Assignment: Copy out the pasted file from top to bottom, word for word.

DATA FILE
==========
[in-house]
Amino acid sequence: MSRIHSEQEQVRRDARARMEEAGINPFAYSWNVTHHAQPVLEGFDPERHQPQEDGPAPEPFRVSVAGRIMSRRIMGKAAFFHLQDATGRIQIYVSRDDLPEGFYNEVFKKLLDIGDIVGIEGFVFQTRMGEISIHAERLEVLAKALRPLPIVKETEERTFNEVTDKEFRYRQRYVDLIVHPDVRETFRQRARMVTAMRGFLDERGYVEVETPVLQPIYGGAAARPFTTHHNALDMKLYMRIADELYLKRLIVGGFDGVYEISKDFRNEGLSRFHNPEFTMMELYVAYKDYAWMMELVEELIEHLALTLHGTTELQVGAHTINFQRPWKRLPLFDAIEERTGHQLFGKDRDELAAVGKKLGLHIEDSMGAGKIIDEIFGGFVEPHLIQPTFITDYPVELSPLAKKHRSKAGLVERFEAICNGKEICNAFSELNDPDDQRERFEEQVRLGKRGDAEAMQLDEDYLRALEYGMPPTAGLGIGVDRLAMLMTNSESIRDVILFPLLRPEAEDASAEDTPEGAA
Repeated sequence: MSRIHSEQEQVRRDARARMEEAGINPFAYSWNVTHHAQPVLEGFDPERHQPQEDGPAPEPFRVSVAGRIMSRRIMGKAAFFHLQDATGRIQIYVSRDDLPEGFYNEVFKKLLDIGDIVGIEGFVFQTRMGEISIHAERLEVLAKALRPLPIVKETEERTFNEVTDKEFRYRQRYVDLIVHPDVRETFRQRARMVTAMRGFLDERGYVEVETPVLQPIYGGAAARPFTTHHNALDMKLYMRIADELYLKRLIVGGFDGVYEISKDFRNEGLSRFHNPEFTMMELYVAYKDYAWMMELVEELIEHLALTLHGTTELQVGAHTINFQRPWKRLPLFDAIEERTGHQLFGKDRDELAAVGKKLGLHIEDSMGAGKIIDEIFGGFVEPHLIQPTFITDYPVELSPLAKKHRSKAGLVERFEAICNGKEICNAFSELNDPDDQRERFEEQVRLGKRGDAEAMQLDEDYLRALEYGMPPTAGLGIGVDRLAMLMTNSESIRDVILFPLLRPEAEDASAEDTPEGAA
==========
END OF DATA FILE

[in-house]
Amino acid sequence: MSRIHSEQEQVRRDARARMEEAGINPFAYSWNVTHHAQPVLEGFDPERHQPQEDGPAPEPFRVSVAGRIMSRRIMGKAAFFHLQDATGRIQIYVSRDDLPEGFYNEVFKKLLDIGDIVGIEGFVFQTRMGEISIHAERLEVLAKALRPLPIVKETEERTFNEVTDKEFRYRQRYVDLIVHPDVRETFRQRARMVTAMRGFLDERGYVEVETPVLQPIYGGAAARPFTTHHNALDMKLYMRIADELYLKRLIVGGFDGVYEISKDFRNEGLSRFHNPEFTMMELYVAYKDYAWMMELVEELIEHLALTLHGTTELQVGAHTINFQRPWKRLPLFDAIEERTGHQLFGKDRDELAAVGKKLGLHIEDSMGAGKIIDEIFGGFVEPHLIQPTFITDYPVELSPLAKKHRSKAGLVERFEAICNGKEICNAFSELNDPDDQRERFEEQVRLGKRGDAEAMQLDEDYLRALEYGMPPTAGLGIGVDRLAMLMTNSESIRDVILFPLLRPEAEDASAEDTPEGAA
Repeated sequence: MSRIHSEQEQVRRDARARMEEAGINPFAYSWNVTHHAQPVLEGFDPERHQPQEDGPAPEPFRVSVAGRIMSRRIMGKAAFFHLQDATGRIQIYVSRDDLPEGFYNEVFKKLLDIGDIVGIEGFVFQTRMGEISIHAERLEVLAKALRPLPIVKETEERTFNEVTDKEFRYRQRYVDLIVHPDVRETFRQRARMVTAMRGFLDERGYVEVETPVLQPIYGGAAARPFTTHHNALDMKLYMRIADELYLKRLIVGGFDGVYEISKDFRNEGLSRFHNPEFTMMELYVAYKDYAWMMELVEELIEHLALTLHGTTELQVGAHTINFQRPWKRLPLFDAIEERTGHQLFGKDRDELAAVGKKLGLHIEDSMGAGKIIDEIFGGFVEPHLIQPTFITDYPVELSPLAKKHRSKAGLVERFEAICNGKEICNAFSELNDPDDQRERFEEQVRLGKRGDAEAMQLDEDYLRALEYGMPPTAGLGIGVDRLAMLMTNSESIRDVILFPLLRPEAEDASAEDTPEGAA